Polycystic ovarian syndrome is caused by an imbalance of reproductive hormones. The hormonal imbalance creates problems in the ovaries. The ovaries make the egg that is released each month as part of a healthy menstrual cycle. With PCOS, the egg may not develop as it should or it may not be released during ovulation as it should be.
Polycystic ovary syndrome is often over-simplified as a condition that causes cysts to grow on or in the ovaries, but this is just one aspect of a rather complex condition. Ovarian cysts are fluid-filled sacs that develop in or on the surface of an ovary. It’s thought that most women will have an ovarian cyst at some point during their lifetime without knowing. However, some women experience extreme discomfort and pain, particularly if a cyst has ruptured.
Women with PCOS truly have an overabundance of antral follicles instead of cysts. Cysts frequently linger and are greater than 20 mm, while antral follicles are the fluid surrounding an egg and measure 2-10 mm. Counting antral follicles is a good measure of ovarian age, where it may be normal to see 10 per ovary at age 30, seven per ovary at 35, and four per ovary at 40. One of the core findings for PCOS is to see 12 or more follicles in at least one ovary. Though patients can develop cysts, because most women with PCOS don’t have cysts, the condition needs a better name.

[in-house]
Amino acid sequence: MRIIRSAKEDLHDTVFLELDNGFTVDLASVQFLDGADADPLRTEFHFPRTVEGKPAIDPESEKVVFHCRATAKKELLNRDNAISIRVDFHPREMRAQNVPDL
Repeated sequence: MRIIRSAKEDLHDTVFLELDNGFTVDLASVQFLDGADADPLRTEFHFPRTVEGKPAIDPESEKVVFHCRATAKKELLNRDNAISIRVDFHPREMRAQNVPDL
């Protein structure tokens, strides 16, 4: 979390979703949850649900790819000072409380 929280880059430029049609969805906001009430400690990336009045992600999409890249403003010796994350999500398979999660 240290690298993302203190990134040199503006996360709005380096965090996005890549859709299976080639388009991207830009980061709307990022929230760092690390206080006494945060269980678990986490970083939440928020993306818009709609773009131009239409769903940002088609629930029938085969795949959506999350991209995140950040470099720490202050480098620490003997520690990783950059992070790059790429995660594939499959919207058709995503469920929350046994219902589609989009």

PCOS poses significant challenges to women trying to get pregnant. The increased androgen levels can also disrupt ovulation. This means that the ovaries rarely or irregularly release an egg. Unpredictable or absent ovulation hinders the female reproductive cell (the egg) from being fertilized by male sperm, making it difficult to become pregnant naturally.
Can I still get pregnant with PCOS?